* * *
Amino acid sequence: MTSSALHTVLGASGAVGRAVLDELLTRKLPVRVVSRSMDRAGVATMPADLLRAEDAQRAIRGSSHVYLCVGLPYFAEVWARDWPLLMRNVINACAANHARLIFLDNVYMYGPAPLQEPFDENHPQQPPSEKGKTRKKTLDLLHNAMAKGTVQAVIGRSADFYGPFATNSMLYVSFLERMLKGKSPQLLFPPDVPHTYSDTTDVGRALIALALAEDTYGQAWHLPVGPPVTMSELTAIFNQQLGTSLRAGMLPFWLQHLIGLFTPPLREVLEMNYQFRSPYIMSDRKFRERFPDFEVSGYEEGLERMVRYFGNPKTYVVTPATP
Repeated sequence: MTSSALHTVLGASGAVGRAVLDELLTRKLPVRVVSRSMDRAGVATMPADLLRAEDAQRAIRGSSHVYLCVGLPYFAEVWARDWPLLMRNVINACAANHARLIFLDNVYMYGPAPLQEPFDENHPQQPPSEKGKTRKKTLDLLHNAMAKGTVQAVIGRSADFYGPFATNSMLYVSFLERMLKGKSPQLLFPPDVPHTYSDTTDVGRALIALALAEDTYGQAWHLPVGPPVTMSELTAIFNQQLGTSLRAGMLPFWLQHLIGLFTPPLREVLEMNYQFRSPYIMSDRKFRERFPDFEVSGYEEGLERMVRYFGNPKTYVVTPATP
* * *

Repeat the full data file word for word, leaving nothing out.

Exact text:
Amino acid sequence: MTSSALHTVLGASGAVGRAVLDELLTRKLPVRVVSRSMDRAGVATMPADLLRAEDAQRAIRGSSHVYLCVGLPYFAEVWARDWPLLMRNVINACAANHARLIFLDNVYMYGPAPLQEPFDENHPQQPPSEKGKTRKKTLDLLHNAMAKGTVQAVIGRSADFYGPFATNSMLYVSFLERMLKGKSPQLLFPPDVPHTYSDTTDVGRALIALALAEDTYGQAWHLPVGPPVTMSELTAIFNQQLGTSLRAGMLPFWLQHLIGLFTPPLREVLEMNYQFRSPYIMSDRKFRERFPDFEVSGYEEGLERMVRYFGNPKTYVVTPATP
Repeated sequence: MTSSALHTVLGASGAVGRAVLDELLTRKLPVRVVSRSMDRAGVATMPADLLRAEDAQRAIRGSSHVYLCVGLPYFAEVWARDWPLLMRNVINACAANHARLIFLDNVYMYGPAPLQEPFDENHPQQPPSEKGKTRKKTLDLLHNAMAKGTVQAVIGRSADFYGPFATNSMLYVSFLERMLKGKSPQLLFPPDVPHTYSDTTDVGRALIALALAEDTYGQAWHLPVGPPVTMSELTAIFNQQLGTSLRAGMLPFWLQHLIGLFTPPLREVLEMNYQFRSPYIMSDRKFRERFPDFEVSGYEEGLERMVRYFGNPKTYVVTPATP